# Cluster analysis in R: determine the optimal number of clusters

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### Top 5 Answer for Cluster analysis in R: determine the optimal number of clusters

92

If your question is `how can I determine how many clusters are appropriate for a kmeans analysis of my data?`, then here are some options. The wikipedia article on determining numbers of clusters has a good review of some of these methods.

First, some reproducible data (the data in the Q are... unclear to me):

``n = 100 g = 6  set.seed(g) d <- data.frame(x = unlist(lapply(1:g, function(i) rnorm(n/g, runif(1)*i^2))),                  y = unlist(lapply(1:g, function(i) rnorm(n/g, runif(1)*i^2)))) plot(d) ``

One. Look for a bend or elbow in the sum of squared error (SSE) scree plot. See http://www.statmethods.net/advstats/cluster.html & http://www.mattpeeples.net/kmeans.html for more. The location of the elbow in the resulting plot suggests a suitable number of clusters for the kmeans:

``mydata <- d wss <- (nrow(mydata)-1)*sum(apply(mydata,2,var))   for (i in 2:15) wss[i] <- sum(kmeans(mydata,                                        centers=i)\$withinss) plot(1:15, wss, type="b", xlab="Number of Clusters",      ylab="Within groups sum of squares") ``

We might conclude that 4 clusters would be indicated by this method:

Two. You can do partitioning around medoids to estimate the number of clusters using the `pamk` function in the fpc package.

``library(fpc) pamk.best <- pamk(d) cat("number of clusters estimated by optimum average silhouette width:", pamk.best\$nc, "\n") plot(pam(d, pamk.best\$nc)) ``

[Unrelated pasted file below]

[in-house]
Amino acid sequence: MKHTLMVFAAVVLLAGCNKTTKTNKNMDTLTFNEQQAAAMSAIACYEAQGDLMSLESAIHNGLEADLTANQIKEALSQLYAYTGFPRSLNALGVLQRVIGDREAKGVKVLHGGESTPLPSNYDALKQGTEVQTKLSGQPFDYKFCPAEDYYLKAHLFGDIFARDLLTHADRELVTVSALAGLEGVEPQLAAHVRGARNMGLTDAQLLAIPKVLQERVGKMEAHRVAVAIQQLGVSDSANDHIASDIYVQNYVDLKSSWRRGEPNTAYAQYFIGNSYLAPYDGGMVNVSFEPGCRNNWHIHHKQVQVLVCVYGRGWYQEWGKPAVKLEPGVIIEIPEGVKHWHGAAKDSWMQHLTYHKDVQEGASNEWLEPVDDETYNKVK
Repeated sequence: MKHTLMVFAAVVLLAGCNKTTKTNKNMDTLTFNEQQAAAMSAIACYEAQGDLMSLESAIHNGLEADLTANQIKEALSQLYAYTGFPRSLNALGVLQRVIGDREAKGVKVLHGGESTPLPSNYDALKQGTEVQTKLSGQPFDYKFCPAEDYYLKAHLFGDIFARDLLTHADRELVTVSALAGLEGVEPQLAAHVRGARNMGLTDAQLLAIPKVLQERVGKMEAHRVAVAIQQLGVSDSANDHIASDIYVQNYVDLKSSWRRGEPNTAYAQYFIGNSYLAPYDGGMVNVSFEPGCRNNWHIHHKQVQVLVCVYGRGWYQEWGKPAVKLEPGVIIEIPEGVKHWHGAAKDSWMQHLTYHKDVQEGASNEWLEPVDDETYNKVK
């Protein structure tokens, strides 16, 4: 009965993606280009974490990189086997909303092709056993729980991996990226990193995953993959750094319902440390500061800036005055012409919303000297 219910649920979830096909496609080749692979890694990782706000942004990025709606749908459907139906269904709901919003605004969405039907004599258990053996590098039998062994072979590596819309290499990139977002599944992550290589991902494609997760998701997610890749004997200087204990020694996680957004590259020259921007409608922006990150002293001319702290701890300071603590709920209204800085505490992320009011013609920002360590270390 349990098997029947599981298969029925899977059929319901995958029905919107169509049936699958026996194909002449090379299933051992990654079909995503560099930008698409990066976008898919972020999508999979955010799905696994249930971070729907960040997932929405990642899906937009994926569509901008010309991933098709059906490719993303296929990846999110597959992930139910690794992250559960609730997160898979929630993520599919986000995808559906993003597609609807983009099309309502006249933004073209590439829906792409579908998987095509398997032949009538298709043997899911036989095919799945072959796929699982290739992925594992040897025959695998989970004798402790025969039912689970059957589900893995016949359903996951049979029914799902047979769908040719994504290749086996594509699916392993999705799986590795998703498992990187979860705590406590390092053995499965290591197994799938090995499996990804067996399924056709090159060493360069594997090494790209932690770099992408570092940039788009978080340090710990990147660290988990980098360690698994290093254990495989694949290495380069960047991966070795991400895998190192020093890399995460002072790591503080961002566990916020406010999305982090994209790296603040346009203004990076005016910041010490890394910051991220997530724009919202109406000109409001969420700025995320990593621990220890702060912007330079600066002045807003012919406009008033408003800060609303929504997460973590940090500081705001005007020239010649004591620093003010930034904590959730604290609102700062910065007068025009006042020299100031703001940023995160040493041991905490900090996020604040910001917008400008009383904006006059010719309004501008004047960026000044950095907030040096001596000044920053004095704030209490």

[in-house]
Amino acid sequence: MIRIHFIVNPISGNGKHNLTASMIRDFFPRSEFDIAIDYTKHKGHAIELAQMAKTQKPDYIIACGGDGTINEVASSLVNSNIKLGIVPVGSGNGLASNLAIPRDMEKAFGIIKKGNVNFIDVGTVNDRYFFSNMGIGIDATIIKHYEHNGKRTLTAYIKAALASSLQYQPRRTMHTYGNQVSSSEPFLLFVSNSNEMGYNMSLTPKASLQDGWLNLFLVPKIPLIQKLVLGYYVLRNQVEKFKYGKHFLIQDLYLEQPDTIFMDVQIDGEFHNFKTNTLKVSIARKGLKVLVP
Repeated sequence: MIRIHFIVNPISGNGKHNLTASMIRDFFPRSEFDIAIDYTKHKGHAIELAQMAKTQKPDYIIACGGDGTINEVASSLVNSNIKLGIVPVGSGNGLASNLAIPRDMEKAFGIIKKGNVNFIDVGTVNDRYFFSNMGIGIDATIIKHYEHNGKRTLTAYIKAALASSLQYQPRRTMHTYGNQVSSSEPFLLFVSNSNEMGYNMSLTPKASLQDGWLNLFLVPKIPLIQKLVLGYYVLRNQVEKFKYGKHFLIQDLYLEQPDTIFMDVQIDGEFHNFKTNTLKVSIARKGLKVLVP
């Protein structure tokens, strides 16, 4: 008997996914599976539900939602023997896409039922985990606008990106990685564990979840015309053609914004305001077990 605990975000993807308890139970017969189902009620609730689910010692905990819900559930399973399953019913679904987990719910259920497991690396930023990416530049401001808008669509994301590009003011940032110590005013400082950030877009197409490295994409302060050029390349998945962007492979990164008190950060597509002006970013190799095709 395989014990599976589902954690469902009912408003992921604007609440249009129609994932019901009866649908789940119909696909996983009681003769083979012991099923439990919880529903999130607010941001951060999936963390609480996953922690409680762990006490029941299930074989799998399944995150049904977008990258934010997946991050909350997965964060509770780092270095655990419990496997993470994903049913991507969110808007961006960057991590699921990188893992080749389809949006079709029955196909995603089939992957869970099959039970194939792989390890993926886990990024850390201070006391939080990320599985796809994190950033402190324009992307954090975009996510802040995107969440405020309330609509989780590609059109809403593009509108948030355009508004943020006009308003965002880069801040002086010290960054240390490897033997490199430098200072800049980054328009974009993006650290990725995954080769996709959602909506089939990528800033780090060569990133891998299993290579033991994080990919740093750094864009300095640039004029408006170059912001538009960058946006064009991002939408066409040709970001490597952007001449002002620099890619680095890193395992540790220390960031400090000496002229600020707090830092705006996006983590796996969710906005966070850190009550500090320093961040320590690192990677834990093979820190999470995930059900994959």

``# we could also do: library(fpc) asw <- numeric(20) for (k in 2:20)   asw[[k]] <- pam(d, k) \$ silinfo \$ avg.width k.best <- which.max(asw) cat("silhouette-optimal number of clusters:", k.best, "\n") # still 4 ``

Three. Calinsky criterion: Another approach to diagnosing how many clusters suit the data. In this case we try 1 to 10 groups.

``require(vegan) fit <- cascadeKM(scale(d, center = TRUE,  scale = TRUE), 1, 10, iter = 1000) plot(fit, sortg = TRUE, grpmts.plot = TRUE) calinski.best <- as.numeric(which.max(fit\$results[2,])) cat("Calinski criterion optimal number of clusters:", calinski.best, "\n") # 5 clusters! ``

Four. Determine the optimal model and number of clusters according to the Bayesian Information Criterion for expectation-maximization, initialized by hierarchical clustering for parameterized Gaussian mixture models

``# See http://www.jstatsoft.org/v18/i06/paper # http://www.stat.washington.edu/research/reports/2006/tr504.pdf # library(mclust) # Run the function to see how many clusters # it finds to be optimal, set it to search for # at least 1 model and up 20. d_clust <- Mclust(as.matrix(d), G=1:20) m.best <- dim(d_clust\$z)[2] cat("model-based optimal number of clusters:", m.best, "\n") # 4 clusters plot(d_clust) ``

Five. Affinity propagation (AP) clustering, see http://dx.doi.org/10.1126/science.1136800

``library(apcluster) d.apclus <- apcluster(negDistMat(r=2), d) cat("affinity propogation optimal number of clusters:", length(d.apclus@clusters), "\n") # 4 heatmap(d.apclus) plot(d.apclus, d) ``